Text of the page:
Even before she turned 20, Australian pacer Tayla Vlaeminck had suffered two knee reconstructions and a dislocated shoulder. Yet, she remained one of the fastest bowlers in the world and was seen as a future star for the champion Australian team. If only, she could play for them consistently.
The 21-year-old, who was named the Betty Wilson Young Cricketer of the Year at the Australia Cricket Awards, has been among the most promising talents from her country. Anyone who has seen her bowl will tell you that the raw pace of the ‘Bendigo Bullet’ is the real thing. She is one of the elite few international bowlers who clocks speeds of 120kph-plus in the women’s game.
In the shortest format, she made her debut during the 2018 World T20 but managed just six games before injury struck again. The year 2019 saw her play her first full WBBL season, after injuries affected her in the earlier editions, and she finished with 10 wickets for Hobart hurricanes in 13 matches.
She had not even played a total of 10 T20Is before this year’s ICC Women’s T20 World Cup in Australia but was expected to be a game changer in the star-studded unit that went on to lift the trophy in March. However, the shadow of another injury struck on the eve of the World Cup, clouding Vlaeminck’s nascent career once again.
This time it was stress fractures in her right foot that saw her wear a moonboot on her leg before the tournament. The long break in international cricket due to the coronavirus was supposed to give her more time to heal and regain her full fitness but she suffered another roadblock in her recovery.
According to Cricket Australia, she had recurrence of right ankle pain while working through her rehabilitation and will not be a part of the team for the upcoming limited overs series against New Zealand. What’s worse is that she won’t be able to get back in the Women’s Big Bash League either.
This latest setback would be enough for any 21-year-old to be disheartened but the Australian unit is rallying behind the youngster. With the ODI World Cup postponed to 2021, there is still time for her to fully recover and enter the national team.
Her value in the national set-up is evident from the fact that despite not being in the squad, she was there with the Australian team during the World Cup and as they lifted the trophy, with her teammates even wearing her number on their training jersey.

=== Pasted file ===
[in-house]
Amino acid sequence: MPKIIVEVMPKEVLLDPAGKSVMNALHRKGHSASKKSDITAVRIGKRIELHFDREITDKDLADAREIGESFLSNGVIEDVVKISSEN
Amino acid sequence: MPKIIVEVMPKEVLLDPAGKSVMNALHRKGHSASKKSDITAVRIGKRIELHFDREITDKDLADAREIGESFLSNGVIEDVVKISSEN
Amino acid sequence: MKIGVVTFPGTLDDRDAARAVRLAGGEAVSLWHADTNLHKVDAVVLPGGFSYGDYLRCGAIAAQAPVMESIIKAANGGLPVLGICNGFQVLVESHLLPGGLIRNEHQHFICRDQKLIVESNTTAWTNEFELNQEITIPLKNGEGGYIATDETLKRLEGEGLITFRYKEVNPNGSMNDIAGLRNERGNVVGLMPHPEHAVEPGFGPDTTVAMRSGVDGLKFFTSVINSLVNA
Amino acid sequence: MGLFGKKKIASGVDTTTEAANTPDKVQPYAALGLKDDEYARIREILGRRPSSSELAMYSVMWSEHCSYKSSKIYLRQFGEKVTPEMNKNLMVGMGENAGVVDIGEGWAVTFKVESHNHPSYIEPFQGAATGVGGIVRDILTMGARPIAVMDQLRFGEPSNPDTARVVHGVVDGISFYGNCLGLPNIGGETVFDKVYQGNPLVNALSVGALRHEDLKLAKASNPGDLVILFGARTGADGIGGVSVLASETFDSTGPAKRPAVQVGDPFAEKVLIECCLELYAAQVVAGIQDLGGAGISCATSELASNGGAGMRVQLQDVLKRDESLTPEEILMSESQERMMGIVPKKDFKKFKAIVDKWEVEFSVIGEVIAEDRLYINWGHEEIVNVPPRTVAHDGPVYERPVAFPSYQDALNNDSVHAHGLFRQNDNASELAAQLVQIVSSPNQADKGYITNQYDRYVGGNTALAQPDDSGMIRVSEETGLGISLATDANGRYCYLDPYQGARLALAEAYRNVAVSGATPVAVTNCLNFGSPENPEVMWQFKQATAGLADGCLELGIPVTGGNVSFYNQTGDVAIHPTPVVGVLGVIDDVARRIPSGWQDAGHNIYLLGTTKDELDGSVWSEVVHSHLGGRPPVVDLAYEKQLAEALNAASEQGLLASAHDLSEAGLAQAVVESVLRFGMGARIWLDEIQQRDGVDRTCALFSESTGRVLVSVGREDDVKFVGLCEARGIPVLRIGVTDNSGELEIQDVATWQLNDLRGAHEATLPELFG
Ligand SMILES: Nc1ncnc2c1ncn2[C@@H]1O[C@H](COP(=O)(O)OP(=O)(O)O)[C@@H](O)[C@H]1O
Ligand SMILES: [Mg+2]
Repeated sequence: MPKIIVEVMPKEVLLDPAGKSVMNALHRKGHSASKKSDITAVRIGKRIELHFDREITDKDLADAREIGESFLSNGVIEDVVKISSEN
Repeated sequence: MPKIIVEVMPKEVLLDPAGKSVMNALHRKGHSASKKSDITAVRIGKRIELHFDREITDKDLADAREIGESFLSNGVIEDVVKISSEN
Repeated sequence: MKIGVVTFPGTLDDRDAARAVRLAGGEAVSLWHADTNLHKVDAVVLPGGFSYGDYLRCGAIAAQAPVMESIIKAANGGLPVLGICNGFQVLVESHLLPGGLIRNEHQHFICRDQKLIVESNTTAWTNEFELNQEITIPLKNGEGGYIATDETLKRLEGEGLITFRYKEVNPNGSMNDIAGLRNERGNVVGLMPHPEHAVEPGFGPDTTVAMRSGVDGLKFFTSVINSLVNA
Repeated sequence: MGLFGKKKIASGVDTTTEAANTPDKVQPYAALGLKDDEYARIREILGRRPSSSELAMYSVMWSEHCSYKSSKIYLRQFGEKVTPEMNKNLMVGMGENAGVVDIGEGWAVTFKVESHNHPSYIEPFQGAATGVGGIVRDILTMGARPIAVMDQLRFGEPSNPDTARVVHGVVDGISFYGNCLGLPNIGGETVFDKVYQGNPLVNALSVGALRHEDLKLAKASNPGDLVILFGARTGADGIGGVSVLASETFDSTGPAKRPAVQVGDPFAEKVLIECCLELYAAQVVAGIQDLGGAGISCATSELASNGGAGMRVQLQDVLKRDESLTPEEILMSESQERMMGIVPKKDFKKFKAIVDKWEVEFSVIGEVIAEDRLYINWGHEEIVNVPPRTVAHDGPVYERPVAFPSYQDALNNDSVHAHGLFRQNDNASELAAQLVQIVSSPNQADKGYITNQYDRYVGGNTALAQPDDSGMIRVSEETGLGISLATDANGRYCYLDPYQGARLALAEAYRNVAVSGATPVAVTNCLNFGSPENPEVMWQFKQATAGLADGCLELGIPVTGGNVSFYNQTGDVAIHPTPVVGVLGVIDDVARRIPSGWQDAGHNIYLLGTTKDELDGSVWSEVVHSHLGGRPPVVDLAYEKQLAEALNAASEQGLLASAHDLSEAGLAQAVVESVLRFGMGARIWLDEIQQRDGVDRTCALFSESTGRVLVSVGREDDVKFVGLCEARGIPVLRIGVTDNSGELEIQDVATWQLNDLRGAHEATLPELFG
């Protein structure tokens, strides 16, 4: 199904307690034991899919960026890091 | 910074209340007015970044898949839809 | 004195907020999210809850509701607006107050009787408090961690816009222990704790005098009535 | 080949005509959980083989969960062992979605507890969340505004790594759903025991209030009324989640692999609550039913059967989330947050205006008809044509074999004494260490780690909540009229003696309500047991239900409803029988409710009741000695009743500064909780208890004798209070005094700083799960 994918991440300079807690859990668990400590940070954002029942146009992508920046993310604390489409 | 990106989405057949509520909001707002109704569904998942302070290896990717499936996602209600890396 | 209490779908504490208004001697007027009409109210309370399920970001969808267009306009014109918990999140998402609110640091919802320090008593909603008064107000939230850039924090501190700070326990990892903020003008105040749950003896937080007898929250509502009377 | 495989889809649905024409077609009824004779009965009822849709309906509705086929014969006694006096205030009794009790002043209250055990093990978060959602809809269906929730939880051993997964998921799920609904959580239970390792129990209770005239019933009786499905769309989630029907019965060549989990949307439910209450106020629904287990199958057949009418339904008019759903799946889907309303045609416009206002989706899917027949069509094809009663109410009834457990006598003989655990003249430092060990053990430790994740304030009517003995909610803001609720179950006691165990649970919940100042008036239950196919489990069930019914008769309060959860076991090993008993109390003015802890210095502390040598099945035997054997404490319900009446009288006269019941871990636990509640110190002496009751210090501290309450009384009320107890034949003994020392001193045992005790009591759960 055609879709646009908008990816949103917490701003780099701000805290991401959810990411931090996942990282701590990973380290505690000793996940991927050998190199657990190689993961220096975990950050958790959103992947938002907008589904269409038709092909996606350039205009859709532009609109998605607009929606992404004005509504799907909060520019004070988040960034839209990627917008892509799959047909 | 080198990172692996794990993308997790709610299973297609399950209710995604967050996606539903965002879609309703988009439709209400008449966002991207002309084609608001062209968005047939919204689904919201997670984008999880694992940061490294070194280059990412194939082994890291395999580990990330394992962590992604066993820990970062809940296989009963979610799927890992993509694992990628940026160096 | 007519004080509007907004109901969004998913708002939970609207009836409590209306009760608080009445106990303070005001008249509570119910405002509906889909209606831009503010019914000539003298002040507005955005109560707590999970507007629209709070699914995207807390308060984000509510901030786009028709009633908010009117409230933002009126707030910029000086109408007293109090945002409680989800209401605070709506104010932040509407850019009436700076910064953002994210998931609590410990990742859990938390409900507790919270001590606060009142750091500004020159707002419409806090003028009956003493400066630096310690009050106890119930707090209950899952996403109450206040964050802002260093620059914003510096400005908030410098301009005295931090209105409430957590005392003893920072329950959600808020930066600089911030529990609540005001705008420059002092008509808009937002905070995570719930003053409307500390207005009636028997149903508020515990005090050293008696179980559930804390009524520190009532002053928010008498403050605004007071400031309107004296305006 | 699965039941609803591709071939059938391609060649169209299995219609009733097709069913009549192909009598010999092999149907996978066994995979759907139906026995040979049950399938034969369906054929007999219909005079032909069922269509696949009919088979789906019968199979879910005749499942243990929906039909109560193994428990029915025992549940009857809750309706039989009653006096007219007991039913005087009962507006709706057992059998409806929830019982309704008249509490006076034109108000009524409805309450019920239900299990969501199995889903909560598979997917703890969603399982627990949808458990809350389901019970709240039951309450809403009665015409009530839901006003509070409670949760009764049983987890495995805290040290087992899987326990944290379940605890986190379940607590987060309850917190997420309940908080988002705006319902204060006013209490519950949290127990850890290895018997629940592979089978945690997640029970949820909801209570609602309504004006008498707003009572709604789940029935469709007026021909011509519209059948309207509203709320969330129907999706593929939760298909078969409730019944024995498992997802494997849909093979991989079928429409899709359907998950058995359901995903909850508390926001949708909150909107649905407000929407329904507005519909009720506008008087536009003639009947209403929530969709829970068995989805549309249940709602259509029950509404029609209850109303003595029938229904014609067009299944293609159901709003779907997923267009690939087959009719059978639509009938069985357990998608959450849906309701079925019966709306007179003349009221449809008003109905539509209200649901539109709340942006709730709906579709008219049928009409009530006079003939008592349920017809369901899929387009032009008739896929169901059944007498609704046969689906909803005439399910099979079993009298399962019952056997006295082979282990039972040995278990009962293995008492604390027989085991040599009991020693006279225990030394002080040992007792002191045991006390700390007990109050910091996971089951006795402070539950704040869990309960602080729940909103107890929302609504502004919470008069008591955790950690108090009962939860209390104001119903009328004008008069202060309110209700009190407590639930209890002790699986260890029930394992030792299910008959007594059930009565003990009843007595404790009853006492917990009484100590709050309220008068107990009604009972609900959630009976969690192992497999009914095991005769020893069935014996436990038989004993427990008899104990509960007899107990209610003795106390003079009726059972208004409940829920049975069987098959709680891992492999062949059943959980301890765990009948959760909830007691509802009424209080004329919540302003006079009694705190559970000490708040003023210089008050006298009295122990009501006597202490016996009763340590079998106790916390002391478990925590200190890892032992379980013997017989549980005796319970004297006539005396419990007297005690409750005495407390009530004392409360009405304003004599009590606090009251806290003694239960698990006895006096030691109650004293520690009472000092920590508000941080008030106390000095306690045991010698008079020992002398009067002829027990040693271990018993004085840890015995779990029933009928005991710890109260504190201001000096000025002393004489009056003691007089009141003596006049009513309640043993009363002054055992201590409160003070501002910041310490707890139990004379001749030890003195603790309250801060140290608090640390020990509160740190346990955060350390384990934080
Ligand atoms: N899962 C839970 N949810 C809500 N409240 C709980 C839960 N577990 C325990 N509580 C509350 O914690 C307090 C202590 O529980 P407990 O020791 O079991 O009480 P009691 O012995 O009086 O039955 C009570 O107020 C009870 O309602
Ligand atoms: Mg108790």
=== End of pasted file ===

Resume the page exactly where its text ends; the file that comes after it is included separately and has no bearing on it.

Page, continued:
Australia coach Matthew Mott is himself looking at the big picture when it comes to Vlaeminck. And the 21-year-old has a great example to follow in this regard – that of men’s team pace star Pat Cummins.
“She needs to understand just how highly she is rated by everyone in our set up, and by the selectors.
“We’ve said to her a number of times there’s a lot of parallels between her and someone like Pat Cummins, who had a lot of injuries at the same time and was frustrated and wanted to play more cricket,” Mott was quoted as saying by Cricket Australia.
Cummins also made his debut at 18 and was bogged down by injuries that took a toll on the pacer’s body. He had to wait six years between his first and second Tests but once he recovered and his body adapted to the stress, he has become something of an unstoppable force.
At 27, he has been on the top of the ICC’s Test bowling rankings and is one of Australia’s most prized assets. From an injury liability, he has gone on to become a workhorse for Australia as he played all five Tests during the Ashes summer in 2019.
And Mott, who calls Vlaeminck’s ability “incredible”, believes there’s no reason why she can’t do the same.
“She’s a player we’ll have to manage for at least the next two to three years, just by the nature of her physical profile and her training experience,” Mott said.
“But everyone is united in this. We’ll need to manage her well and build slowly till she gets that resistance and strength over time so she can be a really endurable bowler for Australia over the next 10 years,” he added.
As for lessons to learn from Cummins, patience would be right at the top.
“I think there’s definitely lessons I learned along the way which were only learned by going through it,” Cummins told The Cricket Monthly on his rollercoaster journey. “It took me probably four or five years to start being patient. At the time every tour is the biggest thing in the world at that moment, but you realise, pretty crucially, there’s a tour straight after and straight after.”
Indeed, it was fitting that Vlaeminck received the young cricketer award earlier this year from Cummins. Making their debut for Australia as teenagers, impressing right away with serious pace, and then struggling with injuries: there’s a lot in common between Vleaminck and Cummins, and Australia will hope that both can share a similar comeback journey as well.